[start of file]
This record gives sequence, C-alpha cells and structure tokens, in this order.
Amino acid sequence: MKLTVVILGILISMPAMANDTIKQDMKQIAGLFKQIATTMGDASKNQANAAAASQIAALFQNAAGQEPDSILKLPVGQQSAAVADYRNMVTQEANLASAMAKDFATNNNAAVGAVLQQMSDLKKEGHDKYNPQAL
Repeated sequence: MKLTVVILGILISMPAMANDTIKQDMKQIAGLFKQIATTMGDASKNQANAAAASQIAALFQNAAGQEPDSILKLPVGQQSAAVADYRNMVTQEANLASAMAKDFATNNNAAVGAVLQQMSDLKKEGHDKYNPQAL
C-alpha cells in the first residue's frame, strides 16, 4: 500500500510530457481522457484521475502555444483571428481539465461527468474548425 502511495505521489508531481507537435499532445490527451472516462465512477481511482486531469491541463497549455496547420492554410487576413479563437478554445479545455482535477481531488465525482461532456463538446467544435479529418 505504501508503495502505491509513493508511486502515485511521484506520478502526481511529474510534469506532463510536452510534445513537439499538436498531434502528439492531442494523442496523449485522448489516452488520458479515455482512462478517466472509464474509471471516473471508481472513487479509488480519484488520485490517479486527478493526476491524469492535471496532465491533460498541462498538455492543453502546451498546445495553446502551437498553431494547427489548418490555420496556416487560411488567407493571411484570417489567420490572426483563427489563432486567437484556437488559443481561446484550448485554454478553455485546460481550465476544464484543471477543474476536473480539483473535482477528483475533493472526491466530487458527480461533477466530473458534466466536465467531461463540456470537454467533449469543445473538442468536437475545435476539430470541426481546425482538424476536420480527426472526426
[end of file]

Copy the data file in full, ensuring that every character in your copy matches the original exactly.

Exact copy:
This record gives sequence, C-alpha cells and structure tokens, in this order.
Amino acid sequence: MKLTVVILGILISMPAMANDTIKQDMKQIAGLFKQIATTMGDASKNQANAAAASQIAALFQNAAGQEPDSILKLPVGQQSAAVADYRNMVTQEANLASAMAKDFATNNNAAVGAVLQQMSDLKKEGHDKYNPQAL
Repeated sequence: MKLTVVILGILISMPAMANDTIKQDMKQIAGLFKQIATTMGDASKNQANAAAASQIAALFQNAAGQEPDSILKLPVGQQSAAVADYRNMVTQEANLASAMAKDFATNNNAAVGAVLQQMSDLKKEGHDKYNPQAL
C-alpha cells in the first residue's frame, strides 16, 4: 500500500510530457481522457484521475502555444483571428481539465461527468474548425 502511495505521489508531481507537435499532445490527451472516462465512477481511482486531469491541463497549455496547420492554410487576413479563437478554445479545455482535477481531488465525482461532456463538446467544435479529418 505504501508503495502505491509513493508511486502515485511521484506520478502526481511529474510534469506532463510536452510534445513537439499538436498531434502528439492531442494523442496523449485522448489516452488520458479515455482512462478517466472509464474509471471516473471508481472513487479509488480519484488520485490517479486527478493526476491524469492535471496532465491533460498541462498538455492543453502546451498546445495553446502551437498553431494547427489548418490555420496556416487560411488567407493571411484570417489567420490572426483563427489563432486567437484556437488559443481561446484550448485554454478553455485546460481550465476544464484543471477543474476536473480539483473535482477528483475533493472526491466530487458527480461533477466530473458534466466536465467531461463540456470537454467533449469543445473538442468536437475545435476539430470541426481546425482538424476536420480527426472526426